Petitioner contends that there is a fundamental difference between filing a return and filing an extension request. See Fleming v. United States [81-1 USTC ╤ 13,410], 648 F.2d 1122, 1127 (7th Cir. 1981) (Cudahy, J., dissenting). He argues that, in the case of an individual income tax return, the taxpayer must sign the return before it can be filed. See sec. 6061; sec. 1.6061-1(a), Income Tax Regs. 7 By contrast, an extension request does not require the taxpayer to sign but rather provides, as an alternative, that the taxpayer's agent may sign. See sec. 1.6081-1(b)(1), Income Tax Regs.
7 Petitioner fails to acknowledge that a taxpayer's agent may sign the return where the taxpayer is physically unable to sign, absent from the United States for at least 60 days, or a nonresident alien required to file a Form 1040NR. See secs. 1.6061-1(a), 1.6012-1(a)(5) and (b), Income Tax Regs.
Petitioner reasons that underlying the holding in United States v. Boyle, supra, is a policy to impose the addition to tax only where the taxpayer is actively involved in the process of filing. Because the regulations sanction delegation of the act of signing the extension request, petitioner concludes that they must also sanction delegation of the duty to file it. 8
8 This argument was considered and rejected in Twin City Constr. Co. v. United States [81-2 USTC ╤ 9526], 515 F. Supp. 767, 770 (D.N.D. 1981). See also Fleming v. United States [81-1 USTC ╤ 13,410], 648 F.2d 1122 (7th Cir. 1981).
Petitioner's argument is not persuasive. An agent's failure to file an extension request is tantamount to an agent's failure to file a return. See Fleming v. United States, supra at 1127; cf. est, An Educational Corp. v. Commissioner [Dec. 43,457(M)], T.C. Memo. 1986-527. 9 It would be anomalous to excuse a late return where the taxpayer asked his agent to file an extension request but not excuse a late return where the taxpayer asked his agent to file a return. See Twin City Constr. Co. v. United States [81-2 USTC ╤ 9526], 515 F. Supp. 767, 770 (D.N.D. 1981). Thus, we reject petitioner's argument.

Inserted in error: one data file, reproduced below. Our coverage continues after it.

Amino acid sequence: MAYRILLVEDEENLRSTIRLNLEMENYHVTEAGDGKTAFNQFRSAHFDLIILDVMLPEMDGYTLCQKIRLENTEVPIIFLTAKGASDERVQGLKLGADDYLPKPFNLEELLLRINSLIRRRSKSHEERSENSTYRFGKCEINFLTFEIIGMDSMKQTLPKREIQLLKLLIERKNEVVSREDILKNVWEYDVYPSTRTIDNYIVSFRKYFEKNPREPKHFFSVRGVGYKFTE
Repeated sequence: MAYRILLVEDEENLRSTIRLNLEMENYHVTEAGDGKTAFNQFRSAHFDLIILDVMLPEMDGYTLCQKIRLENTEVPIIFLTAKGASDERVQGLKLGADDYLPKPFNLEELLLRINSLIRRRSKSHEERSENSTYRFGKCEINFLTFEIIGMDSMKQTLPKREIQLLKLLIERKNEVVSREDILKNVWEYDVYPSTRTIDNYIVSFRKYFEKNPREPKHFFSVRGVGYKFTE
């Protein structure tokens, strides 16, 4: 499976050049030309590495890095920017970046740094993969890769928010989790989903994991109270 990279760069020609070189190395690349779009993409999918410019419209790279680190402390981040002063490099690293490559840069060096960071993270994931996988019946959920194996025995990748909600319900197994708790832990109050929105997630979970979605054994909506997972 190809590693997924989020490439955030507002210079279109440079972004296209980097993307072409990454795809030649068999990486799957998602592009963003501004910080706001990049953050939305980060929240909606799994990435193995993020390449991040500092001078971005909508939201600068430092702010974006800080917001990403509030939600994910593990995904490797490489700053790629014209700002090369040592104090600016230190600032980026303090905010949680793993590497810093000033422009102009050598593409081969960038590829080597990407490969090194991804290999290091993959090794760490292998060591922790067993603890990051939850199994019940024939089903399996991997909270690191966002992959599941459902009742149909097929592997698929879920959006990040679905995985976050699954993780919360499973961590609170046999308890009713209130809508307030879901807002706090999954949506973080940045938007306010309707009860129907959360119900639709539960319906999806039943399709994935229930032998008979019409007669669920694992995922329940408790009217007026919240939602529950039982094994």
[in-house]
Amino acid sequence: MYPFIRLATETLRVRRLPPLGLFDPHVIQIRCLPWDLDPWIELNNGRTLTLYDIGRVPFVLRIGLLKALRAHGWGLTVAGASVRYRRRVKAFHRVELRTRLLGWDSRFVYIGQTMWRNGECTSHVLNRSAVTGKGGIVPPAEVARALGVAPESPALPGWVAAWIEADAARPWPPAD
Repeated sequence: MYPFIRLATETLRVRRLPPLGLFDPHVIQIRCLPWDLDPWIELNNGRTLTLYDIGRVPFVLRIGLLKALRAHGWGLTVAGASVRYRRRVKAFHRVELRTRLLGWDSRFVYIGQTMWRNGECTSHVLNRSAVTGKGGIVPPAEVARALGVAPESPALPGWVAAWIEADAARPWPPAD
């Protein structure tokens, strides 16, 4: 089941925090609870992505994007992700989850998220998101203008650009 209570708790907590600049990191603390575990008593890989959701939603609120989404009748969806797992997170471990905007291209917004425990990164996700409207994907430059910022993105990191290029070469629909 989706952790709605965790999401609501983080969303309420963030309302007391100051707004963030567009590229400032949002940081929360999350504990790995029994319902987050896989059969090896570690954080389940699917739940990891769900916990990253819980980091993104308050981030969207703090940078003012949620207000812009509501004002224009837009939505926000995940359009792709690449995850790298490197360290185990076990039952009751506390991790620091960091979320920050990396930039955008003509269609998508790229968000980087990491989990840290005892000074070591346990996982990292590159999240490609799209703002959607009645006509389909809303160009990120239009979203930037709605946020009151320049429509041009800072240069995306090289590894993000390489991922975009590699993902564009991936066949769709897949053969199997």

9 We note that United States v. Boyle [85-1 USTC ╤ 13,602], 469 U.S. 241 (1985), has been applied where taxpayers have relied on agents to file extensions. See Bergersen v. Commissioner [Dec. 50,871(M)], T.C. Memo. 1995-424; Scimeca v. United States [90-1 USTC ╤ 50,306], 735 F. Supp. 300 (N.D. Ill. 1990); Estate of Cox v. United States [86-2 USTC ╤ 9595], 637 F. Supp. 1112 (S.D. Fla. 1986).
Petitioner also argues that reasonable cause should be found in this case because he was told by Mr. Russell that the extension request had been filed. While a taxpayer may establish reasonable cause by demonstrating that he relied on the tax advice of an expert, reliance on an agent to file a return does not establish reasonable cause. United States v. Boyle, supra at 250; Estate of La Meres v. Commissioner, supra at 315; Zabolotny v. Commissioner, supra at 400. The Supreme Court provided the following rationale for distinguishing between relying on an agent's expert advice and relying on an agent to file a return: